DEAR ABBY: My wife and I are expecting our first child. A friend of hers pulled me aside to ask if I had already gotten my wife a "push gift." I have never heard of this, but apparently it's supposed to be something nice, like jewelry, to celebrate the birth.
We have already been spending a lot of extra money to decorate a nursery. In addition, the delivery will be costly under our high-deductible health plan. Combined with the fact that my wife just retired from her teaching job, the expenses are starting to freak me out.
In light of this, what do you think of the idea of a push gift? Have you heard any good ideas for a low-cost but appropriate alternative? -- EXCITED FATHER-TO-BE
DEAR EXCITED: A push gift can be a piece of jewelry, your first "family vacation," a piece of electronic equipment for your wife or a piece of furniture for the nursery. Some couples prefer something less materialistic, such as help with baby care or money for the child's education.
DEAR ABBY: I am a 40-year-old man. I have worked at my current job for two years and love it, even though I earn only two-thirds what I did at my prior position.
My problem is, I think I'm in love with my boss. She's an amazing person -- very sexy -- and I can't stop thinking about her. The woman I loved died two weeks before I took this job, and I'm still not ready to date again. Oh, my boss is married, so there's no way I can hook up with her.
How can I stop having feelings for my boss? Should I just quit? I attempted to a month ago, but she gave me a raise. -- CRUSHING IN MINNESOTA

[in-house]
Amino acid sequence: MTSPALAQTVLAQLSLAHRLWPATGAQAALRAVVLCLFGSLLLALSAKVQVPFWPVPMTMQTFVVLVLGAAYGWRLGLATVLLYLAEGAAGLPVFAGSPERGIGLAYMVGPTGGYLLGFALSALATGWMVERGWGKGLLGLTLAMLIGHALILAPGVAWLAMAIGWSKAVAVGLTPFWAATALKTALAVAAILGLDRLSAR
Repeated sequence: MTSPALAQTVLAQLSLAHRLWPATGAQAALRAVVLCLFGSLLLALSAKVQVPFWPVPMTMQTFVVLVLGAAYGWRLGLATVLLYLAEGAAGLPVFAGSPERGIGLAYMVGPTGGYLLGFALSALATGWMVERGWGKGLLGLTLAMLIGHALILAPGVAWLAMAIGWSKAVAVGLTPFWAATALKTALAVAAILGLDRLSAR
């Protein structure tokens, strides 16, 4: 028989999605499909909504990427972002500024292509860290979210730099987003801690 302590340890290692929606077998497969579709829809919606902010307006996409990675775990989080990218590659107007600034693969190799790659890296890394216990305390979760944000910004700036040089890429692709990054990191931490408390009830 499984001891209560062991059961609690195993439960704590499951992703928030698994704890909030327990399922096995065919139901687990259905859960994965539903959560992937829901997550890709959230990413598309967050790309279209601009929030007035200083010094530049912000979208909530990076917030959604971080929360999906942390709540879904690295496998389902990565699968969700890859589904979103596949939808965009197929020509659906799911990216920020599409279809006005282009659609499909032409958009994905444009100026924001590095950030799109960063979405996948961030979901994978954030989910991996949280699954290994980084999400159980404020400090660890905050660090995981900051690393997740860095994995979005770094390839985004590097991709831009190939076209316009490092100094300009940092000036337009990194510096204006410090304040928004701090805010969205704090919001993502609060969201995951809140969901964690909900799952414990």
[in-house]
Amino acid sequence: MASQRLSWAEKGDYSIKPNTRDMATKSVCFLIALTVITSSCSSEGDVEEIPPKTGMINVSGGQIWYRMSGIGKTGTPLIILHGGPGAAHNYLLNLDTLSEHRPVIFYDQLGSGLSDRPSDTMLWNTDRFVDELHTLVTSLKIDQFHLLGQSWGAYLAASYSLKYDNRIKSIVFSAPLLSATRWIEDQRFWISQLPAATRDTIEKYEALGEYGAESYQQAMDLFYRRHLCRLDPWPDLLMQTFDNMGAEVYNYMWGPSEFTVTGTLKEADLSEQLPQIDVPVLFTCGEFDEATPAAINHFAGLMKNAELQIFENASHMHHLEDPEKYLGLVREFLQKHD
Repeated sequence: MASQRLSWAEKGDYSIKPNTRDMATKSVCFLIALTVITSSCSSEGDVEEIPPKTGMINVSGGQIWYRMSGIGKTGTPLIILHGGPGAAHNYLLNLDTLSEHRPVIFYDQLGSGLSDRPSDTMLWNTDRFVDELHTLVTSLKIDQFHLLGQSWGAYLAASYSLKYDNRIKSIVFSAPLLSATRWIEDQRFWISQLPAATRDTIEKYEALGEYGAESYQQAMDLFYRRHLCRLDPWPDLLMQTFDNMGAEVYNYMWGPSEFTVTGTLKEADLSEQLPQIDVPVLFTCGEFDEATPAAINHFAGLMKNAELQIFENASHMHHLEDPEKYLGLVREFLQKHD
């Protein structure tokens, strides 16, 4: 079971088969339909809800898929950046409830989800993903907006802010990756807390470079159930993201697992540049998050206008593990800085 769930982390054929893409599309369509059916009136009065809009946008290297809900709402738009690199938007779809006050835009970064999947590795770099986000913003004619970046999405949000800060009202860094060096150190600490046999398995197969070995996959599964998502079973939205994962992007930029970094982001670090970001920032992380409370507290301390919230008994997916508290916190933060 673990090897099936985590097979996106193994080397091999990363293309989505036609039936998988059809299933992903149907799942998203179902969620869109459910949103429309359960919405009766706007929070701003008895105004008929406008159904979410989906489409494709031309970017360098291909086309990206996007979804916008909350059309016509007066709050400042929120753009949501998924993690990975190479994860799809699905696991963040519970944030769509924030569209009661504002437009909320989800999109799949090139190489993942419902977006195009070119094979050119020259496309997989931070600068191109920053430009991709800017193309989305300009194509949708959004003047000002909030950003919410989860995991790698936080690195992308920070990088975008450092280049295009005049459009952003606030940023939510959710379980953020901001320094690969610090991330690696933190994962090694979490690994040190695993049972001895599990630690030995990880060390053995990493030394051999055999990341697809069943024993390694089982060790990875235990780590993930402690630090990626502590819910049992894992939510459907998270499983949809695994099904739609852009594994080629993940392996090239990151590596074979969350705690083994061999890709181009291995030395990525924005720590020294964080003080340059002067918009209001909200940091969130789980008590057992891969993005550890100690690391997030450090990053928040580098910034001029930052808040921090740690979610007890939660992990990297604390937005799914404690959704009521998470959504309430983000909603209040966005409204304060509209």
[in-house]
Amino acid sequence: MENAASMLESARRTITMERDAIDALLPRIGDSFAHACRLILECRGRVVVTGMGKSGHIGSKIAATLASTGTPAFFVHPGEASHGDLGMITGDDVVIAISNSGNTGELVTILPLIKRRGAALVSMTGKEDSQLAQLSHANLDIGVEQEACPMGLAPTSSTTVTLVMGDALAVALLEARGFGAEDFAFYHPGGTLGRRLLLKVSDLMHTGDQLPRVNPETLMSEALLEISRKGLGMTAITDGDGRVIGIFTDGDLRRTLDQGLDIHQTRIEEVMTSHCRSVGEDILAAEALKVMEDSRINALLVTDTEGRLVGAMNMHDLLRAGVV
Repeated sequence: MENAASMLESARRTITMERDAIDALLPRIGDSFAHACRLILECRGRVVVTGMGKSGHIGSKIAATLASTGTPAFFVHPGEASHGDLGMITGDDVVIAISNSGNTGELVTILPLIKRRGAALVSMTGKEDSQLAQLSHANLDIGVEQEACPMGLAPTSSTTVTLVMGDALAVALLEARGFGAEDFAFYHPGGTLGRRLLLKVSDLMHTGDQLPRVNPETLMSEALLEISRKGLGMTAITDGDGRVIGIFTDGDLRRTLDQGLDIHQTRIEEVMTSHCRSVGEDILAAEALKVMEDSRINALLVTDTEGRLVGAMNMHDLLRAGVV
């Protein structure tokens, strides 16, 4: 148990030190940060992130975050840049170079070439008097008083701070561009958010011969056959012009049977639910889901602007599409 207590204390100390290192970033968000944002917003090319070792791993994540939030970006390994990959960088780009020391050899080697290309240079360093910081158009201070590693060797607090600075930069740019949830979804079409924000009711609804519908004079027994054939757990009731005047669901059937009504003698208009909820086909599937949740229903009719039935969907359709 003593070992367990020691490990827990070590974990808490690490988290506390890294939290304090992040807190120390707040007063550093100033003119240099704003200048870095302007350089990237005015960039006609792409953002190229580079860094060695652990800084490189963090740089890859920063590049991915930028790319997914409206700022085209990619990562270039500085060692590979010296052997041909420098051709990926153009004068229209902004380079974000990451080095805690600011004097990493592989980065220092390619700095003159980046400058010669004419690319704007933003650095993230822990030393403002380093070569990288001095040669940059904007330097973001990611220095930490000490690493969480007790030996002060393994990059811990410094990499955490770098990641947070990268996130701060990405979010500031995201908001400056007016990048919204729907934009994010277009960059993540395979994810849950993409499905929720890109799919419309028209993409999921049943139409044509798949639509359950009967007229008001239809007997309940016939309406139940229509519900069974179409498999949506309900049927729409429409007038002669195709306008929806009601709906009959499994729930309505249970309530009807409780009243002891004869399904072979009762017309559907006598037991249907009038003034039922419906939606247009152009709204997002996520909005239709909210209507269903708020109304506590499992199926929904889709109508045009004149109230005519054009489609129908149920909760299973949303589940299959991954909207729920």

DEAR CRUSHING: If you are crushing on your boss and fantasizing because you think she's "amazing and sexy," I beg to differ with you. You are ready to date.
You say last month you were given a raise when you mentioned quitting. It appears you are a valued employee at that company. Before you jeopardize a job you love and for which you are being increasingly well-compensated, I urge you to dip your foot into the dating pool of eligible women. Now!
DEAR ABBY: A friend of more than 70 years passed away out of state. When I emailed a network of acquaintances and asked about the cause of death, I got a nasty response from one of them saying my question was rude and in poor taste. Is such a question about a friend you haven't seen in many years really out of line? -- EX-KENTUCKIAN
DEAR EX-KENTUCKIAN: People are naturally curious, and no, the question isn't rude. Often people are aware that the deceased has been ailing and don't mind sharing the information. What would be in poor taste would be to ask members of the immediate family (his widow or children, for example) what killed their loved one, because discussing it in detail could be painful.